I have had a few weeks now to reflect on our recent visit to India and the UAE, where amongst other things we officially launched our representation in Mumbai and Abu Dhabi. In ‘A Tale of Two Cities’, Charles Dickens once wrote, “it was the best of times, it was the worst of times” and I have to say that this summed up the experience of our two-centre trip. On one hand, we arrived in India during a fever pitch of political turmoil. The 2G scandal surrounding second-generation mobile licences broke, regarding corruption, culminating in the tragic suicide of the alleged accomplice to the minister facing charges. Understandably, intense parliamentary debates ensued, before another crisis arrived in the form of the WikiLeaks allegations about bribery for votes. To us, the visiting team, with our experience of UK politics, and things like the recent UK government expenses scandal, we understood and sympathised with the situation all too well, and in some ways, the atmosphere and mood actually served to emphasise why Jersey is such an ideal partner for India.
As a country, India now has a driving focus on the proceeds of financial crime, and Jersey’s excellent standards with regards to anti-money laundering are considered extremely valuable. Tax evasion is a crime in Jersey, unlike some jurisdictions, and Jersey’s track record of repatriating funds, and signing TIEAs on a voluntary basis are the sort of qualities that are sought after by Indian officials and businesses. With respect to Jersey’s TIEA with India, it was unfortunate we were unable to sign it during our trip, but I am sure this will happen in due course, and provide the opportunity for more positive engagement.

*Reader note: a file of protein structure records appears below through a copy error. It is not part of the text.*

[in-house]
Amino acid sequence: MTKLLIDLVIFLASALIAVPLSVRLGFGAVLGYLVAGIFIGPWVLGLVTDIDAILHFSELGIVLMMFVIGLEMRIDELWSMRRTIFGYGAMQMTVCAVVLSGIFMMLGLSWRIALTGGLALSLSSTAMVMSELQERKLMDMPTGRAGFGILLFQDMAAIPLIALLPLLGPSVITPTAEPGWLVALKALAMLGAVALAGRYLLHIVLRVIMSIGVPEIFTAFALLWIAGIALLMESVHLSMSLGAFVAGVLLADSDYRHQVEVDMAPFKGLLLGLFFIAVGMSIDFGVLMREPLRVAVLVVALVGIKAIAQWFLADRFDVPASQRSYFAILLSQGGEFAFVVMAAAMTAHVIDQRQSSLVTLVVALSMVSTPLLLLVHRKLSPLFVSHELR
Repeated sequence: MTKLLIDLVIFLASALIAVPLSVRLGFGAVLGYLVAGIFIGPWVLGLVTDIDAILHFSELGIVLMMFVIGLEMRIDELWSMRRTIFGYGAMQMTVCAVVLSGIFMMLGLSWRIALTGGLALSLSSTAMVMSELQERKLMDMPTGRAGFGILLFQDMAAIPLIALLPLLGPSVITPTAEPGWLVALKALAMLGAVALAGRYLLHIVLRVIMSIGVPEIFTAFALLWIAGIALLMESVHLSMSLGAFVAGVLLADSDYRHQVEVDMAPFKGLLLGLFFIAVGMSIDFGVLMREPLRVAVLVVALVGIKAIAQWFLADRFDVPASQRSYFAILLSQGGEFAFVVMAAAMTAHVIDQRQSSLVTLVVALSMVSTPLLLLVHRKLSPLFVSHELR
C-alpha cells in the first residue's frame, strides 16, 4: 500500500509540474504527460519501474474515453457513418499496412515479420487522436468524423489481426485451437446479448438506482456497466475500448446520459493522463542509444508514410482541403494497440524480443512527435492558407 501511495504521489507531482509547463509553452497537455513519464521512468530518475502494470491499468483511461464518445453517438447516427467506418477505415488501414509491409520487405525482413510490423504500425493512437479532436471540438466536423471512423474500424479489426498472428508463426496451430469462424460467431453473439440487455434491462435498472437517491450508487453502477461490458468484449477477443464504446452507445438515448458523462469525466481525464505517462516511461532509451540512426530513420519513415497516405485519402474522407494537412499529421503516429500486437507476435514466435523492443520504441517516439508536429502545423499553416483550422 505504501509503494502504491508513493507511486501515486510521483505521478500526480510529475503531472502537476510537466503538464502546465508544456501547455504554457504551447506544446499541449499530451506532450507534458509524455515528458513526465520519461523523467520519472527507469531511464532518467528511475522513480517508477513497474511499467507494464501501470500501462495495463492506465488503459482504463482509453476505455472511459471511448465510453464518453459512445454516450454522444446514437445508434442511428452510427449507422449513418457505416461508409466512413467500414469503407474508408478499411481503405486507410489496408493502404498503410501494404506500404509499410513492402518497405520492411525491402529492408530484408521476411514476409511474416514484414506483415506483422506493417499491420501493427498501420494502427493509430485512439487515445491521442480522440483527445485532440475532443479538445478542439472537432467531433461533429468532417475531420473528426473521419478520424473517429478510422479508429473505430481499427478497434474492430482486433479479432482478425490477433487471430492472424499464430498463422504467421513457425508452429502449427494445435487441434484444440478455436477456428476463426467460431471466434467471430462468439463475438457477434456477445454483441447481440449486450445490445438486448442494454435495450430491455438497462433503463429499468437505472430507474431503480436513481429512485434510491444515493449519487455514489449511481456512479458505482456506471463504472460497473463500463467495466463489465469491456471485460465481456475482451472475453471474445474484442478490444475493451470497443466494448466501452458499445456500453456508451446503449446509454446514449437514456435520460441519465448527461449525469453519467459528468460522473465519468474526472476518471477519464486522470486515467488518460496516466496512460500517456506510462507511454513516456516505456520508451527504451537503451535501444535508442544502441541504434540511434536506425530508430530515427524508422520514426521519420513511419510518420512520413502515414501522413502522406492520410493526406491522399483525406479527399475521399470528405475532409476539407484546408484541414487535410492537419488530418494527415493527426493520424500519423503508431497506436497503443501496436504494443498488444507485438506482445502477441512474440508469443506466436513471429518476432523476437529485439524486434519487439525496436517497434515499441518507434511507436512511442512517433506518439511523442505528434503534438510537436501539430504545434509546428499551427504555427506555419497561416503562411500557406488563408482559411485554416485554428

India is a country that is modernising, and because Jersey already occupies the space they are aiming for, in terms of international standards, it is a logical convergence for us to work together. India needs capital via international partners to develop, connect, and distribute their wealth more widely and mitigate poverty. And Jersey, with its trusted courts and cross border experience provides a means to attract capital into India that they would not attract normally. We headed towards Abu Dhabi, feeling excited about the prospects for India and Jersey.
In the Gulf Cooperation Council (GCC), of course political concerns of a different nature are currently a big issue in the region. The current instability, fear of the unknown, and speed with which unrest can gather momentum, coupled with the UN intervention in Libya all provided a backdrop. It was clear that the stable Arab countries welcomed the concept of humanitarian intervention, but were in some respects less convinced about the political steps being taken by ‘the West’.
In this context, the benefit of working with Jersey is very much our ability to facilitate wealth flows in a stable, certain and safe environment. As a result of the instability, I believe Jersey will do more business from the region, acting as a safe haven, rather than a ‘tax haven’ as some would say. It strikes me how fortunate we are, to live and operate from a place that provides certainty and stability, and how this is something we can so easily take for granted. In places that face turmoil and unrest, providing a means to protect wealth is an essential tool for countries to stabilise and move forward – in this way, Jersey has a key role to play.